Ernie cuts back as Lottery hits new heights

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Ernie, the computer genius whose whirrings have sent frissons through generations of Premium Bond holders, has suddenly turned mean.

His masters at National Savings, who have been paying out an average of 390,000 prizes a month, announced yesterday that they will be cutting that number down to 350,000.

Although the pounds 1m jackpot and other prizes down to pounds 500 will remain and in some cases be boosted, reflecting the National Lottery's big-money appeal among the public, the chances of winning pounds 100 or pounds 50 will drop significantly.

National Savings said yesterday that its decision to cut the number of small prizes was prompted by the need to bring down the amount paid out each month. From May onwards payouts will decline from 5.2 per cent to 4.75 per cent of all Bonds in each monthly draw. A spokeswoman said: "We found that although people still wanted to be in with a chance to win big prizes each month, they were less worried about the pounds 50 or pounds 100 ones. I suppose attitudes towards big wins are similar to the National Lottery, except that in our case the top prize is still far smaller."

For those who like to calculate the odds on every bet, the chances of winning a Premium Bond prize will soon be 17,200 to 1 compared with better than 15,000 to 1 at present. The chances of winning the pounds 1m jackpot remain at 58 million to one, compared to odds of 14 million to one against scooping the National Lottery. However, that has not put off punters. Queues for tickets for this week's rollover jackpot, expected more than pounds 40m, are breaking all records.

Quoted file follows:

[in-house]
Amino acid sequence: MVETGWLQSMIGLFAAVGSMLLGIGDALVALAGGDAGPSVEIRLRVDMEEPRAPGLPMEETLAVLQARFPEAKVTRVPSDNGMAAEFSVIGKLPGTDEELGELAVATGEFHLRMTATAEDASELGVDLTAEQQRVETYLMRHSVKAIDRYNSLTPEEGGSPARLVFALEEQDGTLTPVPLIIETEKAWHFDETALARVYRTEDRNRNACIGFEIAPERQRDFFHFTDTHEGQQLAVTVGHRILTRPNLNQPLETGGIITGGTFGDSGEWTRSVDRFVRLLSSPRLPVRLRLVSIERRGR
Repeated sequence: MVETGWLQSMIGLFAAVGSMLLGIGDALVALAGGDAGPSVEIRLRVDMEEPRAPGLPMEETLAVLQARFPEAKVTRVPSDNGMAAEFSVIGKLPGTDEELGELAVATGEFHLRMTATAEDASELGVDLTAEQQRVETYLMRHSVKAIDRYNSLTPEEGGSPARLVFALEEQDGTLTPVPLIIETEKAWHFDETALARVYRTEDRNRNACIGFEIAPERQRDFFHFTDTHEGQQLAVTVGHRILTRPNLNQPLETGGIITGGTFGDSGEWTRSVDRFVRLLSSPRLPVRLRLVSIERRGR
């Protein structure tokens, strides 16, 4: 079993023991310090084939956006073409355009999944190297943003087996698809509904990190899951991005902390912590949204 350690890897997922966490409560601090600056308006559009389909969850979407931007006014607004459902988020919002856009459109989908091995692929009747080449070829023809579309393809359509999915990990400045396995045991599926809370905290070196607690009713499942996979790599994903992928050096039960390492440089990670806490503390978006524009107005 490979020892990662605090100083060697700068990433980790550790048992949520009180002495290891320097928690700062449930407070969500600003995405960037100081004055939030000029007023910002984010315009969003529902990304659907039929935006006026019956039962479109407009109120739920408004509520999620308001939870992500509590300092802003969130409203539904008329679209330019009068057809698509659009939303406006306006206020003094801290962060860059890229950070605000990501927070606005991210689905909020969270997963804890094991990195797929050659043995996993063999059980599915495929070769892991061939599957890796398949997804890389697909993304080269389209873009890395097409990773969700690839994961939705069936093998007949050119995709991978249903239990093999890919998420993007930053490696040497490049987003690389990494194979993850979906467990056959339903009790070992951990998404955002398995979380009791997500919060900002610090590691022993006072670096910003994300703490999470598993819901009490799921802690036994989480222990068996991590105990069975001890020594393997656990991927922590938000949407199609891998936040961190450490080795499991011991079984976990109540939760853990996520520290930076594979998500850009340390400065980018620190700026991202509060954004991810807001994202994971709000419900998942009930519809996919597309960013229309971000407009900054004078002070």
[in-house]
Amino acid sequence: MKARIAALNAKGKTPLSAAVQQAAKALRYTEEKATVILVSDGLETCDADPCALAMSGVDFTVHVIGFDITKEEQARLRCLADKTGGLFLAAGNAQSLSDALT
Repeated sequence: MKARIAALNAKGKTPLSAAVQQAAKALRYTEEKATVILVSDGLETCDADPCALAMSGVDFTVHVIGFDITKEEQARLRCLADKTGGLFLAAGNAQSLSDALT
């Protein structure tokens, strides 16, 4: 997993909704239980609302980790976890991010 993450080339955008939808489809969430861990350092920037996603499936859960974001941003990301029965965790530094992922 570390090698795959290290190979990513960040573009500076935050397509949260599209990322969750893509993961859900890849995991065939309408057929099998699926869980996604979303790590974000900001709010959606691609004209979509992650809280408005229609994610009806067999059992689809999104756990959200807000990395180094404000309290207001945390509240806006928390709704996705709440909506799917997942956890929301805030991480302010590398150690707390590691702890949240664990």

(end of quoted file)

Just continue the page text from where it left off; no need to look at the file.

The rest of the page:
But the lottery is no longer the frenzied conversation on every lip in the nation, since the last double rollover earlier this month, when three winners shared pounds 42.5m. Despite the lack of mania surrounded the latest double rollover, ticket sales are still expected to exceed all previous records. They are already up by 150 per cent on normal sales.

Almost every adult in Britain is expected to have a flutter this weekend, but Leslie Reid, emeritus professor of psychology at Exeter University who has studied the effects of the lottery, said the apparent decline in enthusiasm for talking about the lottery was typical.

"What the lottery depends on is that while not everyone gets a reward, there is a vicarious sense if people you know have won. This is why the lottery people are so keen to display winners. They are also anxious to tell you it's great fun, but there isn't really any great sense that people are having fun at all."

The lack of faith that people have in their chances of winning is supported by the number of unclaimed prizes. More than pounds 20m is unclaimed, and a further pounds 26.2m has already been added to the good causes fund from prizes that were not claimed with the 180-days time limit. Six players have failed to claim prizes ranging from pounds 94,000 to pounds 146,000.

One winner who bought his winning ticket in Oldham, Greater Manchester, last summer has only another two weeks to cash in his pounds 94,239 ticket.

The five other big unclaimed prizes are: pounds 146,245 - the ticket was bought in the Torquay area for the 30 September draw, last date for claim is 20 March; pounds 109,892 - ticket bought in the Liverpool area for 16 December, claim deadline is 5 June; pounds 102,262 - ticket bought in the Cardiff area for 23 September draw, ticket must be redeemed by 13 March; and pounds 104,746 - two tickets bought for the 6 January double rollover draw, deadline runs out on 27 June.